Says Government Must Return Ten 1933 St. Gaudens “Double Eagles”
Court says Mint should have filed judicial civil forfeiture complaint
by Adam Crum
A federal appeals court on April 17, 2015 issued a favorable ruling for the Langbord family in the ongoing battle over who rightfully owns ten 1933 $20 St. Gaudens seized from the family over a decade ago. If this ruling holds, the family may get to keep the ten coins that were allegedly discovered more than a decade ago in a safe deposit box registered in the name of Jane Langbord’s father, Israel Switt.
The United States Court of Appeals vacated a previous judgment by a district court which declared the coins as government property that was unlawfully removed from the U.S. Mint. In so doing, the appeals court vacated a July 21, 2011 jury decision where 10 jurors unanimously ruled in favor of the government, concluding the coins were stolen property and still belonged to the U.S. Mint.
The three-judge appeals court held that the government was required to file a judicial civil forfeiture complaint or to return the coins within 90 days of receiving the Langbord family’s seized asset claim. The court held, “Because the Government failed to do so, the Langbords are entitled to the return of the Double Eagles.” The case was remanded to the district court for further proceedings, so it is far from over . . . but for now the Langbord’s efforts to keep the ten coins is looking better.
While there remain many technicalities, it appears that the government lawyers’ failure to file a complaint for judicial forfeiture within 90 days of receipt of the coins is the basis for the ruling. The three-judge panel applied the framework of the Civil Asset Forfeiture Reform Act (CAFRA) which was passed in 2000 to provide protection against “the government’s too zealous pursuit of civil and criminal forfeiture” and as an “effort to deter government overreach.”
As to who is the rightful owner of the ten coins in question, that will be for the courts to decide. But to understand the history of why the coins are so hotly contested, one has to look through a very blurry window into the past. It is complex indeed; we know that President Franklin D. Roosevelt issued an executive order in 1933 that removed gold coins from circulation, and we know that the mint did, in fact, mint over $400,000 worth of Double Eagles prior to the signing of Roosevelt’s order on April 5, 1933.
However, the story is sketchy from there. We know that the 1933 Double Eagles were minted . . . and we know some did, in fact, make their way out the mint doors. What we don’t know is how many, and whether those coins left the mint before the signing of President Roosdevelt’s Executive Order 6102.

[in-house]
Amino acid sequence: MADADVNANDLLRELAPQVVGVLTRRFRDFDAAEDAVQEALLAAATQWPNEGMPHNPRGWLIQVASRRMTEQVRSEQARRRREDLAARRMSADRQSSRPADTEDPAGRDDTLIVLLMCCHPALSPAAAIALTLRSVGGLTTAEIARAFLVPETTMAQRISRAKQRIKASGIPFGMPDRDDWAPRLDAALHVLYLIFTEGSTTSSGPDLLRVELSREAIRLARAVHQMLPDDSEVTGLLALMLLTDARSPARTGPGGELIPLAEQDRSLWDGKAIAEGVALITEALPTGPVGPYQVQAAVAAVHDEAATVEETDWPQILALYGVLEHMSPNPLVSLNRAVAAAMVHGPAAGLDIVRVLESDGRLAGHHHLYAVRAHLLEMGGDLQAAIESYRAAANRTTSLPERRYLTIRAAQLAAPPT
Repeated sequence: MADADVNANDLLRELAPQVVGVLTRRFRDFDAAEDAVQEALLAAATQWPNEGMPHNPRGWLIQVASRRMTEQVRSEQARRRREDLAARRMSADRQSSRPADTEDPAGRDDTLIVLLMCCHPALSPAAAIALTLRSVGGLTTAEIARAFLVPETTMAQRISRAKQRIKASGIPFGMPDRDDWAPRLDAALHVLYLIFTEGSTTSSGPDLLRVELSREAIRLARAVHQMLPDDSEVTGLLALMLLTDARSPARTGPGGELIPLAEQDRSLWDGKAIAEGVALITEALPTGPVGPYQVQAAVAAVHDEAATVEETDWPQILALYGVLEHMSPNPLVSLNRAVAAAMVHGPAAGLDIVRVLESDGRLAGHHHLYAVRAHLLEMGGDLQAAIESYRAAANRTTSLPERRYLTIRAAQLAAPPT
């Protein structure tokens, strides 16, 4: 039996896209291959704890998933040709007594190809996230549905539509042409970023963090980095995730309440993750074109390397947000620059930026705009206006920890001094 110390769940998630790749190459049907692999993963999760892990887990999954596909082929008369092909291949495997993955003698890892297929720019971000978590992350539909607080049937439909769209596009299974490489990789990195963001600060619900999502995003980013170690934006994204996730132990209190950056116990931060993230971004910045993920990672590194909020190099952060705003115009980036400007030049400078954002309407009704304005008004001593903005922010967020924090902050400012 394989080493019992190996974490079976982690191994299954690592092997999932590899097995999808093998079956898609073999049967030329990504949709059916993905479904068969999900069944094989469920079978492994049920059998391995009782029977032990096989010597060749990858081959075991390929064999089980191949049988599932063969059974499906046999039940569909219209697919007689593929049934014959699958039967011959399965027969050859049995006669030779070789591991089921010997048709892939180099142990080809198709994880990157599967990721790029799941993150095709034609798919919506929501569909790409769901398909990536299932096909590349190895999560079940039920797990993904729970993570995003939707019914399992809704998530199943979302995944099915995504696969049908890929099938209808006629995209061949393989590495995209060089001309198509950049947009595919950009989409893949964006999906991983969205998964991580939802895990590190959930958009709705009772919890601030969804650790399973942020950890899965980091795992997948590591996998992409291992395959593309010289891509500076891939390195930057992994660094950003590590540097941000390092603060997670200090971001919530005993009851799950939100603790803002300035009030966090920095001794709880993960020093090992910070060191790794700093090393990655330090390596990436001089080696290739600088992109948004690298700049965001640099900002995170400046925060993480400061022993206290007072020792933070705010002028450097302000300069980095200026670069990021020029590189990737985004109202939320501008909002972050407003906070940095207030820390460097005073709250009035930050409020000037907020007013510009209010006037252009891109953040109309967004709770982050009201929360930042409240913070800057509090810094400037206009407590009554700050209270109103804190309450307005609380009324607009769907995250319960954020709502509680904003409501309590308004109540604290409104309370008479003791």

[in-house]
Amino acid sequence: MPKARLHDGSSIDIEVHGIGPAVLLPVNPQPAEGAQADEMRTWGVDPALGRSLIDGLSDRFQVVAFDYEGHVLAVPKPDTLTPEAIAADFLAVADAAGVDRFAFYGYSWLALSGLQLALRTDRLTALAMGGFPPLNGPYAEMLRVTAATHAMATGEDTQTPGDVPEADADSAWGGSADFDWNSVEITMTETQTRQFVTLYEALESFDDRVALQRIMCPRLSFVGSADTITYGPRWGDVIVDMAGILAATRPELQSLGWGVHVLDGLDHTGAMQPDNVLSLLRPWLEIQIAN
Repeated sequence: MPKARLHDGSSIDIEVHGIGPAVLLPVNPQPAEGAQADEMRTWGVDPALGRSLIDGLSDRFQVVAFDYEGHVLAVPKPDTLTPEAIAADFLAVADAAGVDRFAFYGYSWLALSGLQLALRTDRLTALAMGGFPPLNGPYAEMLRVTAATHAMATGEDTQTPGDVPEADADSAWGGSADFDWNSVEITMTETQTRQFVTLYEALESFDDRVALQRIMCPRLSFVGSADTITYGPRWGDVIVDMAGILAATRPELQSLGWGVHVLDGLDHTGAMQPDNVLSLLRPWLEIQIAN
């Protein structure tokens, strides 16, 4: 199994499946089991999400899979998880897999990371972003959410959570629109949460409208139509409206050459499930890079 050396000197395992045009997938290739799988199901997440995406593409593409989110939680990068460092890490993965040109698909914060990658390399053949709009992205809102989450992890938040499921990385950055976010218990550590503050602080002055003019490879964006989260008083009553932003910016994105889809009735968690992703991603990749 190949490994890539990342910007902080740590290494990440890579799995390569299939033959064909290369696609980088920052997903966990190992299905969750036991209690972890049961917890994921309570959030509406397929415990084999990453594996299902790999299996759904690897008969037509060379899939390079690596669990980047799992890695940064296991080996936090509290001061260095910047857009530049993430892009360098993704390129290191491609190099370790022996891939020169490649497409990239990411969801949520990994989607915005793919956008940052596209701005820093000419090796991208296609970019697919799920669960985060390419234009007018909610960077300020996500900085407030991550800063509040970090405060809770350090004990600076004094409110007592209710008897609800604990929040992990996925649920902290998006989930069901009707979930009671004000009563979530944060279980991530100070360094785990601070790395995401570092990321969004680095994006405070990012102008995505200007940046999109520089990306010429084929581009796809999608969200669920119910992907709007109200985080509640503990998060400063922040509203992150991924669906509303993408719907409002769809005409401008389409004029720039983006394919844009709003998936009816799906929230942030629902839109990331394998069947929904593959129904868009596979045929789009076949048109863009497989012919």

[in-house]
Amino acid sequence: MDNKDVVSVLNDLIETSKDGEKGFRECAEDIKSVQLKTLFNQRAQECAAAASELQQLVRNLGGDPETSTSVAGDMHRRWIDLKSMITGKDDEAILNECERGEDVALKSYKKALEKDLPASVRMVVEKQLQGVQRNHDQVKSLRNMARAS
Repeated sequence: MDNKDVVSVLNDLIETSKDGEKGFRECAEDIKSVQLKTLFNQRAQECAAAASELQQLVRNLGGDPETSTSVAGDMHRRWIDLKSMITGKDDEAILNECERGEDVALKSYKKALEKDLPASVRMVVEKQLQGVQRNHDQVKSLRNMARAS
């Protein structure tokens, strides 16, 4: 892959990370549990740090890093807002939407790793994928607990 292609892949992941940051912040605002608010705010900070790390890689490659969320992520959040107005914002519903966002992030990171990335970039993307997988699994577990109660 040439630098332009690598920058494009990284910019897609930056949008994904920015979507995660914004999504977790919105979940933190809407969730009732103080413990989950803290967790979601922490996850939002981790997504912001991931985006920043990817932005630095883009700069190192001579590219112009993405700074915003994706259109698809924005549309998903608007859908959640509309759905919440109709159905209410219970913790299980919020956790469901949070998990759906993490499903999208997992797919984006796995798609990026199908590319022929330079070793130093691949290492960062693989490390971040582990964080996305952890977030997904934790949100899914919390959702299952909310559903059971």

The public reaction to this ruling is already stirring emotions, and clearly people are split, with some showing support for the government’s belief that the coins should be forfeited, and some for the Langbord family’s unwillingness to do so. But one thing is certain: No matter what side of the fence you’re on, this is a story of major interest to coin collectors and investors everywhere.
Just what are the ten 1933 Double Eagle coins worth?
Following the public auction in 2002 of a 1933 Double Eagle which sold for $7,590,020 and is believed to have once been owned by the exiled Egyptian King Farouk, Joan Langbord and her sons, Roy and David, supposedly discovered the ten 1933 Double Eagles in Joan’s father’s safe deposit box. The Langbords informed the Mint of their discovery and submitted the coins to the Mint for authentication. After the coins were authenticated, the Mint asserted that the coins were government property and should be returned to the mint and told the family it had “no intention of seeking forfeiture of these ten Double Eagles because they already are, and always have been, property belonging to the United States; this makes forfeiture proceedings entirely unnecessary.”
The appeals court ruled that the government was wrong in believing that it did not need to abide by CAFRA because it perceived the property as stolen government property. The opinion states, “The Government’s original argument that stolen government property falls outside the protections of CAFRA is incorrect for a simple reason: Congress has specifically enumerated theft or embezzlement of government property as one of the crimes to which CAFRA applies.” Rather, “The Government was required either to return their property or to institute a judicial civil forfeiture proceeding within 90 days of the Langbords’ submission of a seized asset claim.”
So what are the 1933 Double Eagles worth? That is a tough one . . . certainly, the coins are worth a hefty sum – potentially, millions of dollars each – but the question is, will we ever see them sold into a willing market? That’s anyone’s guess! For now, though, the history and intrigue of this story will continue to stir the imaginations and opinions of collectors and investors alike.
My guess is this: If these ultra-rare 1933 St. Gaudens Double Eagles are ever offered for sale, there are at least eleven very wealthy individuals who will want to own a piece of this intriguing history . . . and the bidding will soar.
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